[Met Performance] CID:147840
La Traviata {307} Matinee ed. Shrine Auditorium, Los Angeles, California: 04/24/1948.


Los Angeles, California
April 24, 1948 Matinee

Giuseppe Verdi--Francesco Maria Piave

Violetta................Bidú Sayao
Alfredo.................Jan Peerce
Germont.................Leonard Warren
Flora...................Thelma Votipka
Gastone.................Alessio De Paolis
Baron Douphol...........George Cehanovsky
Marquis D'Obigny........Osie Hawkins
Dr. Grenvil.............Clifford Harvuot
Annina..................Thelma Altman
Dance...................Peggy Smithers
Dance...................Marina Svetlova

Conductor...............Giuseppe Antonicelli

Review of Albert Goldberg in the Los Angeles Times

Met Finishes Its Season Before Sold-Out House

4,000 Turned Away as "Traviata" is Sung; 82,000 Paid Admissions During Engagement

The Metropolitan Opera Company concluded its season with "La Traviata" in Shrine Auditorium yesterday afternoon in an unprecedented blaze of public interest. Some 4.000 disappointed would-be listeners were turned away from the box office and the sold-out house reaped a net of more than $24,000.

In an intermission speech, bidding farewell to the company Ray W. Smith, executive director of Greater Los Angeles Plans, Inc, local sponsors of the engagement, revealed that there had been a total of 82,000 paid admissions during the season. He also assured the public that the new Los Angeles Opera House would be erected "within a reasonable time."

Johnson Replies

Replying on behalf of the Metropolitan, Edward Johnson, the general manager of the company, expressed himself as "tremendously moved by the reception in Los Angeles. The fresh, stimulating response has been most encouraging, and I hope we shall be here for the inauguration of the new opera house."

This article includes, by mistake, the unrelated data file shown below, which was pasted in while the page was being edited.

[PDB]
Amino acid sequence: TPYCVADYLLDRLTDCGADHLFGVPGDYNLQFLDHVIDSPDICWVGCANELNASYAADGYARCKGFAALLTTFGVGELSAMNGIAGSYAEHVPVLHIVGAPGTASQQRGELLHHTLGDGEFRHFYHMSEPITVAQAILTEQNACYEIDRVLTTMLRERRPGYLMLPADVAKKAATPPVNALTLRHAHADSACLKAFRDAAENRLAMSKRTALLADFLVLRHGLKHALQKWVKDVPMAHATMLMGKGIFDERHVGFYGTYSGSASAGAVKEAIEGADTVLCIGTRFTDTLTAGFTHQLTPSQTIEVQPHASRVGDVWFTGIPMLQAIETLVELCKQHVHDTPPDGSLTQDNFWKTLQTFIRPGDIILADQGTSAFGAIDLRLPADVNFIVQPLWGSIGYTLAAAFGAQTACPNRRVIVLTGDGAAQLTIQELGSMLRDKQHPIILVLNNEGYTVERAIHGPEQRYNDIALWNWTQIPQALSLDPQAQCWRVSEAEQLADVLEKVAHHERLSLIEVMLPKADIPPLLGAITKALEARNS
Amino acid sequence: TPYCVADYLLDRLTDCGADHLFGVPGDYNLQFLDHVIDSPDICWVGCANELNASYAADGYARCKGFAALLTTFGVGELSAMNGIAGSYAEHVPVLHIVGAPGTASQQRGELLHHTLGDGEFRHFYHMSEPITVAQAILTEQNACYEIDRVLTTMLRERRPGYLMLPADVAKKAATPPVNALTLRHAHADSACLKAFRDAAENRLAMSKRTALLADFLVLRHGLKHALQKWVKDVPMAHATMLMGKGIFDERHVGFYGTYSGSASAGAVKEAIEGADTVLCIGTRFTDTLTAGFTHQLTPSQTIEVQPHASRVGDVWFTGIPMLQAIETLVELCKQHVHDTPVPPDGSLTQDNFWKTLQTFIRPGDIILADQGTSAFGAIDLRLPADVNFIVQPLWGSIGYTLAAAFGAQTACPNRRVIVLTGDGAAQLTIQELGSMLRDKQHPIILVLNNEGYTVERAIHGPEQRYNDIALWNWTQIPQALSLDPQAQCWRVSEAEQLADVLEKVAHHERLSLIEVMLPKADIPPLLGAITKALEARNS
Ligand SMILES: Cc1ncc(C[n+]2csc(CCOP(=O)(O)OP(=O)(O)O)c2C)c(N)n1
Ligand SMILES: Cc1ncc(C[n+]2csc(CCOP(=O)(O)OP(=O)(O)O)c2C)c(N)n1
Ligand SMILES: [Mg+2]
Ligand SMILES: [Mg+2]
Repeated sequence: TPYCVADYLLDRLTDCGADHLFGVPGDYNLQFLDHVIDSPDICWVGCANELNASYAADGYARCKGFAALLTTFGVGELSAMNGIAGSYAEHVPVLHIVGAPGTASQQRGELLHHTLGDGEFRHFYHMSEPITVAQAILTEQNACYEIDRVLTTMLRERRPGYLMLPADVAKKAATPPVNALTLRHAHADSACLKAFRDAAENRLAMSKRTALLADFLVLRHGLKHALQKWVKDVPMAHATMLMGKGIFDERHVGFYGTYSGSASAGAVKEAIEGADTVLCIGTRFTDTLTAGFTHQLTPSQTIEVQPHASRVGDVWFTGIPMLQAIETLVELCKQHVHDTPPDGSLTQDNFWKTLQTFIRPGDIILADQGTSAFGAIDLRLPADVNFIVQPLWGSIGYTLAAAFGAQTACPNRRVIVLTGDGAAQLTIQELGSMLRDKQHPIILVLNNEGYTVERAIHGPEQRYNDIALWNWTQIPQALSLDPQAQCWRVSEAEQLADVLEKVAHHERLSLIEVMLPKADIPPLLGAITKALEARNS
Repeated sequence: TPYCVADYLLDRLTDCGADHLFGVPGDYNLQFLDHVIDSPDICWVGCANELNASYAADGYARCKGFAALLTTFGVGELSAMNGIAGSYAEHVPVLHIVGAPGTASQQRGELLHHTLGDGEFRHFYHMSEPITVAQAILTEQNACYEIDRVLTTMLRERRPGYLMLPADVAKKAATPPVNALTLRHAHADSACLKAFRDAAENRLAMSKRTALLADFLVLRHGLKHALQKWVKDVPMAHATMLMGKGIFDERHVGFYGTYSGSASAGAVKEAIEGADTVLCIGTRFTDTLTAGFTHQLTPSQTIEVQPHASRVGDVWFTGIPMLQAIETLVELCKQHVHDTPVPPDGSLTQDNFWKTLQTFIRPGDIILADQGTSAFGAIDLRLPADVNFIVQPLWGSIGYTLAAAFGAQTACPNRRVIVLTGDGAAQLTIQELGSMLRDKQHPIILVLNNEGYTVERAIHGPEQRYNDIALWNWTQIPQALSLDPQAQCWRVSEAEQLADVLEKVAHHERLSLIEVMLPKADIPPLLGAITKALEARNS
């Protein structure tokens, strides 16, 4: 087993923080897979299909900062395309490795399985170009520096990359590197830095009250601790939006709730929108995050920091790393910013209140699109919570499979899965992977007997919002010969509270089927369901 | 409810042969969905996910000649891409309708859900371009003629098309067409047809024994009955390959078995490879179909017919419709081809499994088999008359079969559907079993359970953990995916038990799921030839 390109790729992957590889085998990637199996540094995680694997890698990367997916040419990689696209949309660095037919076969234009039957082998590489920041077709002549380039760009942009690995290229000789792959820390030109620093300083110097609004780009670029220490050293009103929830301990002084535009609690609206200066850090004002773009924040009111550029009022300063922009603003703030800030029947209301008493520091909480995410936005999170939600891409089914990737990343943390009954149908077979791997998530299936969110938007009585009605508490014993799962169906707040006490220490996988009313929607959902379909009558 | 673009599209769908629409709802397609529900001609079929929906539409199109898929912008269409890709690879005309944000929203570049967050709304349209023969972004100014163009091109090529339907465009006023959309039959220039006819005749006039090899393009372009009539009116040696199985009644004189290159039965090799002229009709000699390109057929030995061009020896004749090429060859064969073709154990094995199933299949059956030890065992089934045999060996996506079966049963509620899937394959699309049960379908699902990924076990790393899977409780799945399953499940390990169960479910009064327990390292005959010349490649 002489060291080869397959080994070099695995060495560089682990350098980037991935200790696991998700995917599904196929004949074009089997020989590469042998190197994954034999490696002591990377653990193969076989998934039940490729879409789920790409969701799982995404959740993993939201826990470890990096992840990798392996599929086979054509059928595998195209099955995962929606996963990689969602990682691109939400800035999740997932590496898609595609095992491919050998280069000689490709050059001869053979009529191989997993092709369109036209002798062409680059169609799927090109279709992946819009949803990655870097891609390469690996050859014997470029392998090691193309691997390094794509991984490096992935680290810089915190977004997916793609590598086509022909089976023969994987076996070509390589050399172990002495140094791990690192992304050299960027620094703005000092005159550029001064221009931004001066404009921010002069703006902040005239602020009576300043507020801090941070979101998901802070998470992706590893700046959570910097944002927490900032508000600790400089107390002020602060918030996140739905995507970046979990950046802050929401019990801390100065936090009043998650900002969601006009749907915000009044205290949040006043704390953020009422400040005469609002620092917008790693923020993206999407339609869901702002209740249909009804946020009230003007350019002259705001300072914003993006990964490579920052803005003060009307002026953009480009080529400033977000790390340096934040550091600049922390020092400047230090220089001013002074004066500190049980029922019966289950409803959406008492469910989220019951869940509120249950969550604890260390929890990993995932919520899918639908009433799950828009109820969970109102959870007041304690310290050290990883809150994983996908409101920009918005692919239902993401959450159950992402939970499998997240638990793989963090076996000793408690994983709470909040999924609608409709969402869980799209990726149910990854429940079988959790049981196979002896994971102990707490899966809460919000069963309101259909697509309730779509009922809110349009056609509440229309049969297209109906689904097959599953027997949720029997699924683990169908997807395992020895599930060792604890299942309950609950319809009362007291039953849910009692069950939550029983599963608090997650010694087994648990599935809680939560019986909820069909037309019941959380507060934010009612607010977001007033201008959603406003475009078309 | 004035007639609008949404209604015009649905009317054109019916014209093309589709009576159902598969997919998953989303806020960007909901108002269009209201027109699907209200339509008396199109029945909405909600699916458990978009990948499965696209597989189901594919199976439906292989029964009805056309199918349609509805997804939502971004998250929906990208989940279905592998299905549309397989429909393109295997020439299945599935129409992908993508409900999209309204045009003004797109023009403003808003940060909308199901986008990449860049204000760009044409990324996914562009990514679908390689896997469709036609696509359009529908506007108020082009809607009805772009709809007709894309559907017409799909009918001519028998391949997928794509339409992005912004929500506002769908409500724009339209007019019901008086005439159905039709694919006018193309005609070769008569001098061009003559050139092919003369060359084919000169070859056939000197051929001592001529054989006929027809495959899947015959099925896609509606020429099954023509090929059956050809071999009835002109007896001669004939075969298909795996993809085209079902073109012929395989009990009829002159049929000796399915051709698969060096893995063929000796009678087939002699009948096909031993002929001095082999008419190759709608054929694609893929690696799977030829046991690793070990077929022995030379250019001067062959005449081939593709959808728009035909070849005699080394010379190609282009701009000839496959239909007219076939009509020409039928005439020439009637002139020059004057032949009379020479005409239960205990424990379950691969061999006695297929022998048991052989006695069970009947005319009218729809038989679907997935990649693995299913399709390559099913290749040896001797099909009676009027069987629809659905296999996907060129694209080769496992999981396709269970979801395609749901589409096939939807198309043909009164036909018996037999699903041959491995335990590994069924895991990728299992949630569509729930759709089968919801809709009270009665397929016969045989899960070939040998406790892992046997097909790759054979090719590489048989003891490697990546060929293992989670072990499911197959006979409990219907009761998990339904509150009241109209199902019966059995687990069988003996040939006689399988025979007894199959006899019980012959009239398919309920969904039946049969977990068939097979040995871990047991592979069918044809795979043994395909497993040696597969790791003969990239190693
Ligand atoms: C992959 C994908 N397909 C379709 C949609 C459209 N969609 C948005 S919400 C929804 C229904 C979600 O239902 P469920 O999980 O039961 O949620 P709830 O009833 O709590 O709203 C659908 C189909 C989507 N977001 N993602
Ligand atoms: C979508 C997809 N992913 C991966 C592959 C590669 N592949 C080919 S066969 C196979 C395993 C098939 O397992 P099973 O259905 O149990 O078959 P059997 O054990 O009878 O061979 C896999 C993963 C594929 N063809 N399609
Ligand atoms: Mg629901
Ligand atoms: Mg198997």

With the exception of the magnificent vocalism of Leonard Warren, the Met's concluding "Traviata" was rather more impressive for its dramatic and expressive elements than for sheer vocal display. This stress on dramatic verity has featured an unusually large number of the Met's productions, and constitutes an important forward step in the American attitude toward operatic presentation.

Opera as It Should Be

The Met singers not only act well as a general principle, they also as a matter of habit enunciate the text clearly and underline its expressive content. This is opera as it should be, for the music grows inevitably out of the word and the dramatic situation. It may even come to pass that the public, realizing the importance of the text, may eventually demand to hear it in a language it can understand. Certainly the success of "Peter Grimes" and "The Magic Flute" in English have broken the ground toward that desirable consummation.

Bidu Sayao was the Violetta and invested the role with the peculiar poignancy of which she is so eminent a mistress. She was not in the best of voice at the beginning of the coloratura passages of "Ah, fors' e lui" and "Sempre libera" imposed a strain on her slender vocal equipment, but once the music had settled down to a straight lyrical line she sang exquisitely and offered a characterization of complete dimensions.

Consummate Artists

Because Miss Sayao's voice is never overwhelming in power, Jan Peerce was an ideal partner for her as Alfredo, and his singing vied with hers in a wide variety of nuance. In the case of both singers art must sometimes supply what the voice lacks, but since each is a consummate artist that leaves little ground for complaint.

Mr. Warren, unlike most baritones, contrived to make the father a wholly sympathetic character, and his power over the lovers was for once readily understandable. Like the intelligent singer he is, he adjusted his mammoth voice to the scale of those of his companions and climaxed a characterization of fine detail with a "Di provenza" of remarkable restraint and finesse.

The ensemble of minor characters and the chorus were up to their usual excellence, and the conducting Giuseppe Antonicelli revealed the score with affectionate consideration for its often disregarded subtleties.

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